Bald Cypress - Lake Moultrie South Carolina
axodium /tækˈsoʊdiəm/ is a genus of one to three species (depending on taxonomic opinion) of extremely flood-tolerant conifers in the cypress family, Cupressaceae. The generic name is derived from the Latin word taxus, meaning "yew", and the Greek word εἶδος (eidos), meaning "similar to." Within the family, Taxodium is most closely related to Chinese swamp cypress (Glyptostrobus pensilis) and sugi (Cryptomeria japonica).
Species of Taxodium occur in the southern part of the North American continent and are deciduous in the north and semi-evergreen to evergreen in the south. They are large trees, reaching 100–150 ft (30–46 m) tall and 2–3 m (6.6–9.8 ft) (exceptionally 11 m or 36 ft) trunk diameter. The needle-like leaves, 0.5–2 cm (0.20–0.79 in) long, are borne spirally on the shoots, twisted at the base so as to appear in two flat rows on either side of the shoot. The cones are globose, 2–3.5 cm (0.79–1.38 in) diameter, with 10-25 scales, each scale with 1-2 seeds; they are mature in 7–9 months after pollination, when they disintegrate to release the seeds. The male (pollen) cones are produced in pendulous racemes, and shed their pollen in early spring. Taxodium species grow pneumatophores, or cypress roots, when growing in or beside water; these are woody projections which rise above the water and are said to help carry oxygen to the root systems.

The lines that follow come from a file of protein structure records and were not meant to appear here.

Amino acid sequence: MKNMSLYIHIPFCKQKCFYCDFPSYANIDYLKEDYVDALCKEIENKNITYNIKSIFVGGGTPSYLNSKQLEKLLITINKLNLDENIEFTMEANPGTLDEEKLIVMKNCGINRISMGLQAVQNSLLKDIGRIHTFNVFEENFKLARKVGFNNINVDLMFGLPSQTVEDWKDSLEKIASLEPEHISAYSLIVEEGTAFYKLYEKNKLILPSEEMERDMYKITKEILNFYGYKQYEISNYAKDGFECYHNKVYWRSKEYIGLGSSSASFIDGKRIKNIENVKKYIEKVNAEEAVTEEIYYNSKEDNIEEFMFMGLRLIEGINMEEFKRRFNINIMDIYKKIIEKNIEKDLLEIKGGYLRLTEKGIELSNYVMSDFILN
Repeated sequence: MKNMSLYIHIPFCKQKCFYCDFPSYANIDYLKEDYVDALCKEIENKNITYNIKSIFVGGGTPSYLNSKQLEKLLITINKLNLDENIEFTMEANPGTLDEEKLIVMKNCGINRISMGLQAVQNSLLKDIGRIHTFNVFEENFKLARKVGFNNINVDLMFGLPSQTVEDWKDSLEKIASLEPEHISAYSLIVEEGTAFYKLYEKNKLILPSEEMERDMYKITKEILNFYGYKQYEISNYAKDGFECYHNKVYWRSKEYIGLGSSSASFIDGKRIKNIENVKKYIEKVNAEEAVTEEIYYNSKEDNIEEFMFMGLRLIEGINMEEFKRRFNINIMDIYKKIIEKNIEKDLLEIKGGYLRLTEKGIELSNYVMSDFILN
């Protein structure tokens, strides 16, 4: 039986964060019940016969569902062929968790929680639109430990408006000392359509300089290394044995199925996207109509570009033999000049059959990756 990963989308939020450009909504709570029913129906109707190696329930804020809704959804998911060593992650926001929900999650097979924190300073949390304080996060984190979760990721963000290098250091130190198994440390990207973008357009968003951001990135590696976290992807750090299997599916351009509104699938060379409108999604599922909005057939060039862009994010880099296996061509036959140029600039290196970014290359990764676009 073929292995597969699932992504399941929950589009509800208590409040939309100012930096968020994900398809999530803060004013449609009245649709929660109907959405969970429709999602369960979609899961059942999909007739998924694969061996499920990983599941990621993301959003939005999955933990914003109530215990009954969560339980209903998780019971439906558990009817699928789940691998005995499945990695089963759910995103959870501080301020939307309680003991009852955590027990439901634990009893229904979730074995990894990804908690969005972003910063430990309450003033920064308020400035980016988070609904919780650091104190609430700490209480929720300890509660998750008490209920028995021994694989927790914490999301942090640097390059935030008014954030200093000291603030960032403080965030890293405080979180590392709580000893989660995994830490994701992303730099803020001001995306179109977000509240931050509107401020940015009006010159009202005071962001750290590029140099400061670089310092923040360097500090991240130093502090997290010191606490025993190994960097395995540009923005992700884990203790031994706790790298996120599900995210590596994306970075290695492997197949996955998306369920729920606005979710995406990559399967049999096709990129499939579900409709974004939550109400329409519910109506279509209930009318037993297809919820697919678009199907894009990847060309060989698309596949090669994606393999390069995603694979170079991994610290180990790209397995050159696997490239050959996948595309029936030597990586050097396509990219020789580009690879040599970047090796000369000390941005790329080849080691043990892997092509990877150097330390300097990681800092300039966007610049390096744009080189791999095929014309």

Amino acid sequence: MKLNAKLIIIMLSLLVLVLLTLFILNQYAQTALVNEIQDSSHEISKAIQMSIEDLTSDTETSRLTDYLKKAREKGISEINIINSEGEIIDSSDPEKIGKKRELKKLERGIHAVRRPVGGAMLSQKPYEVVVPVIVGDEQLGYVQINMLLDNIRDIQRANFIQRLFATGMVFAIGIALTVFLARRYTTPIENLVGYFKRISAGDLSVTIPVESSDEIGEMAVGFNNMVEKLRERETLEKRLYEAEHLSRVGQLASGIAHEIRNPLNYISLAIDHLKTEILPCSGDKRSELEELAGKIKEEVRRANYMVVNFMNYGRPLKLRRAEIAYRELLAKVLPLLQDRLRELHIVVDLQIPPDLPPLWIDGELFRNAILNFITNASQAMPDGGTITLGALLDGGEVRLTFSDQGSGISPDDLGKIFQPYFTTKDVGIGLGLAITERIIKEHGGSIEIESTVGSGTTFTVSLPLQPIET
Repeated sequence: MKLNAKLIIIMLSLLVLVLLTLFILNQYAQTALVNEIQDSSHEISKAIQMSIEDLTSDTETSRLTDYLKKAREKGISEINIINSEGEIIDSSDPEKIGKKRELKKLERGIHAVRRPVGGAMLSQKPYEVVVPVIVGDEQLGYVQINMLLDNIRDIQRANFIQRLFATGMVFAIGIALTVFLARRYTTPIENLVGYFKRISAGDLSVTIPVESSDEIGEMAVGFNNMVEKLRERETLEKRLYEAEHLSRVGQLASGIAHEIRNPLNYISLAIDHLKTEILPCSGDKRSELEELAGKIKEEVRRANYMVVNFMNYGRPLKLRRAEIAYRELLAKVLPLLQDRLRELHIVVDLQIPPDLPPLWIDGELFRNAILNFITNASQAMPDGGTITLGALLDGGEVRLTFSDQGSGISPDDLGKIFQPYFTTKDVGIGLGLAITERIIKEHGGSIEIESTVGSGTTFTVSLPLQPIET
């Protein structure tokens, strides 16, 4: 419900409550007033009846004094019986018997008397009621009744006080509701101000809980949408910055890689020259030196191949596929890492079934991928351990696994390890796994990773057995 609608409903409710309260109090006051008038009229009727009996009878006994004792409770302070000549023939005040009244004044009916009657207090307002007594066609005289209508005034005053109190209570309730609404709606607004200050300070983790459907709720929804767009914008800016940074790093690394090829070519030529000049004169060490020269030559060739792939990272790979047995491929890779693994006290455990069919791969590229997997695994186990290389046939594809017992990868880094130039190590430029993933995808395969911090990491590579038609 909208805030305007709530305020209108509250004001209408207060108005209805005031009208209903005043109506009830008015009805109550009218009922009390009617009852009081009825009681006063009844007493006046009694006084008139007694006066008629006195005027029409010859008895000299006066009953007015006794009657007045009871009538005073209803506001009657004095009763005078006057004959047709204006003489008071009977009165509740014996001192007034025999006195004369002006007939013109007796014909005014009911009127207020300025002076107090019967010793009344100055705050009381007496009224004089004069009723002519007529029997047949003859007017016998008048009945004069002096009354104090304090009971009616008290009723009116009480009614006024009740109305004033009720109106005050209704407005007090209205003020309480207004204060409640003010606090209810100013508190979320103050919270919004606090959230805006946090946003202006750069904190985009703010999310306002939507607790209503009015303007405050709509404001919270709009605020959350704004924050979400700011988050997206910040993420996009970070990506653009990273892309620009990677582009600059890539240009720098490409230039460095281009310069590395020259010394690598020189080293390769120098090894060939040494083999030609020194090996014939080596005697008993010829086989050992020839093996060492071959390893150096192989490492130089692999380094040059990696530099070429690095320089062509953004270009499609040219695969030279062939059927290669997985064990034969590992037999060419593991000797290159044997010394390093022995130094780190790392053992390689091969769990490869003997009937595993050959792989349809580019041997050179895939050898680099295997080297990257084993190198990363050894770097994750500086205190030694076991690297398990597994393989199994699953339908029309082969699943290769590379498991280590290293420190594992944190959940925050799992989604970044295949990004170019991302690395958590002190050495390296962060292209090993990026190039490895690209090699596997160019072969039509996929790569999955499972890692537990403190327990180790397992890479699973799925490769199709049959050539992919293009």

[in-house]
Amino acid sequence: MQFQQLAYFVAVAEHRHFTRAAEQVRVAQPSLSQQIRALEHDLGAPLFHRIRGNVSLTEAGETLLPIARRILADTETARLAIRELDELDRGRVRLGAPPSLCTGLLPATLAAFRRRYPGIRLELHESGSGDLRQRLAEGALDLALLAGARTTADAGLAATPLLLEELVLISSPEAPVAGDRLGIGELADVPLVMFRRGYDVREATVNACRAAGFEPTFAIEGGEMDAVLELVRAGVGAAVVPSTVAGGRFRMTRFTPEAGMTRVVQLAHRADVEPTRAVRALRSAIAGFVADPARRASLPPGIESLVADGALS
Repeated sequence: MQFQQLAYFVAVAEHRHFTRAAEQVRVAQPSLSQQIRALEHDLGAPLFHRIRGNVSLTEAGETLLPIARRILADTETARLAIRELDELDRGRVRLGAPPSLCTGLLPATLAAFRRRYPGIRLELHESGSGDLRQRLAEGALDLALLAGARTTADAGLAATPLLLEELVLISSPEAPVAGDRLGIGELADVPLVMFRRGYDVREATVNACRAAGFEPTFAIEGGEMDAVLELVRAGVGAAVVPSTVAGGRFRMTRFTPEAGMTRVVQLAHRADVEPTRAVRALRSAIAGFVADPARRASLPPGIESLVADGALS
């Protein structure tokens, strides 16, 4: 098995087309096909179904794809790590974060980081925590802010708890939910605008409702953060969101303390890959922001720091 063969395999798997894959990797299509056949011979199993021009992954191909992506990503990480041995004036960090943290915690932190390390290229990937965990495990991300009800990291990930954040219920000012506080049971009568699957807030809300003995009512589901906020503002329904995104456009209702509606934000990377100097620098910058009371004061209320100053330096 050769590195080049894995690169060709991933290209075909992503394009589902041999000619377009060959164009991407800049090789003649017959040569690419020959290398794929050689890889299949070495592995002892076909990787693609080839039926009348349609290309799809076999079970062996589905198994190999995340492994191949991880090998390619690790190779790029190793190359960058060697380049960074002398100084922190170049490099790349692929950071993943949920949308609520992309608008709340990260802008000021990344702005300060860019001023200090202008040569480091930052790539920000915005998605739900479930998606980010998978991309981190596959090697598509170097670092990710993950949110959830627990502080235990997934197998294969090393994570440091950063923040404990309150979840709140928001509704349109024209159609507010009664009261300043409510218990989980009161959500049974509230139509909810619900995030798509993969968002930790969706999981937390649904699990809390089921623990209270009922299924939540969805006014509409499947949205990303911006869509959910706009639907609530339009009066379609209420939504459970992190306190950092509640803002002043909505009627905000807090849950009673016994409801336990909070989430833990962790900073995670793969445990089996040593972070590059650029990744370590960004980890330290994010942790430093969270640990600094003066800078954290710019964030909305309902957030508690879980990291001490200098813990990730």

January 13th, 2019
Viewed 3 Times - Last Visitor from San Diego, CA on 05/13/2019 at 7:39 PM